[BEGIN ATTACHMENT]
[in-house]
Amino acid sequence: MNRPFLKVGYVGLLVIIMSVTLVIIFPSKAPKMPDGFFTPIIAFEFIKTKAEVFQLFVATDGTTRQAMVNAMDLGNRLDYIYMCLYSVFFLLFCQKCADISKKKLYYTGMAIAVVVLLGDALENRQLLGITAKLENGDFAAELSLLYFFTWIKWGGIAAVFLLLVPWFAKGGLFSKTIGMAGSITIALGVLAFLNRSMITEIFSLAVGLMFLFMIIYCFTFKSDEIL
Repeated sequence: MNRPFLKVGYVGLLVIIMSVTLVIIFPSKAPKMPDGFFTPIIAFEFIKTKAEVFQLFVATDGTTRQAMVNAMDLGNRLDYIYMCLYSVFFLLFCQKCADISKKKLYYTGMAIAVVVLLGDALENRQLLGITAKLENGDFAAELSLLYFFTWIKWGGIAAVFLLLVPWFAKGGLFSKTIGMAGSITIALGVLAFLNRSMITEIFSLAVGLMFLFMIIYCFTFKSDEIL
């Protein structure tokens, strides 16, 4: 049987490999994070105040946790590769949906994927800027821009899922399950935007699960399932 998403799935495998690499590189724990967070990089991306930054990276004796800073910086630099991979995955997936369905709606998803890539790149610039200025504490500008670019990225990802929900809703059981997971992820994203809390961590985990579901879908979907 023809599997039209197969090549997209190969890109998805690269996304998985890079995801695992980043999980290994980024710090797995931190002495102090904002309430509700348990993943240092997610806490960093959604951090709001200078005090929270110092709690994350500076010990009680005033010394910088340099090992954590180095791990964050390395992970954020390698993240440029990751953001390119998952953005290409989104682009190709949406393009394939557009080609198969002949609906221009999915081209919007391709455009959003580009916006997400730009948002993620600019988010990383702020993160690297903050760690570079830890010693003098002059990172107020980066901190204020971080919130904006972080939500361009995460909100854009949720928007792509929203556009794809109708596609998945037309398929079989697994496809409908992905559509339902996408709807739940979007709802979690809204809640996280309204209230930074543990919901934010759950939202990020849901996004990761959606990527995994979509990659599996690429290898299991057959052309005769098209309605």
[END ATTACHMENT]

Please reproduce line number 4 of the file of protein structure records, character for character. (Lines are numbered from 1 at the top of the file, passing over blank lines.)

């Protein structure tokens, strides 16, 4: 049987490999994070105040946790590769949906994927800027821009899922399950935007699960399932 998403799935495998690499590189724990967070990089991306930054990276004796800073910086630099991979995955997936369905709606998803890539790149610039200025504490500008670019990225990802929900809703059981997971992820994203809390961590985990579901879908979907 023809599997039209197969090549997209190969890109998805690269996304998985890079995801695992980043999980290994980024710090797995931190002495102090904002309430509700348990993943240092997610806490960093959604951090709001200078005090929270110092709690994350500076010990009680005033010394910088340099090992954590180095791990964050390395992970954020390698993240440029990751953001390119998952953005290409989104682009190709949406393009394939557009080609198969002949609906221009999915081209919007391709455009959003580009916006997400730009948002993620600019988010990383702020993160690297903050760690570079830890010693003098002059990172107020980066901190204020971080919130904006972080939500361009995460909100854009949720928007792509929203556009794809109708596609998945037309398929079989697994496809409908992905559509339902996408709807739940979007709802979690809204809640996280309204209230930074543990919901934010759950939202990020849901996004990761959606990527995994979509990659599996690429290898299991057959052309005769098209309605």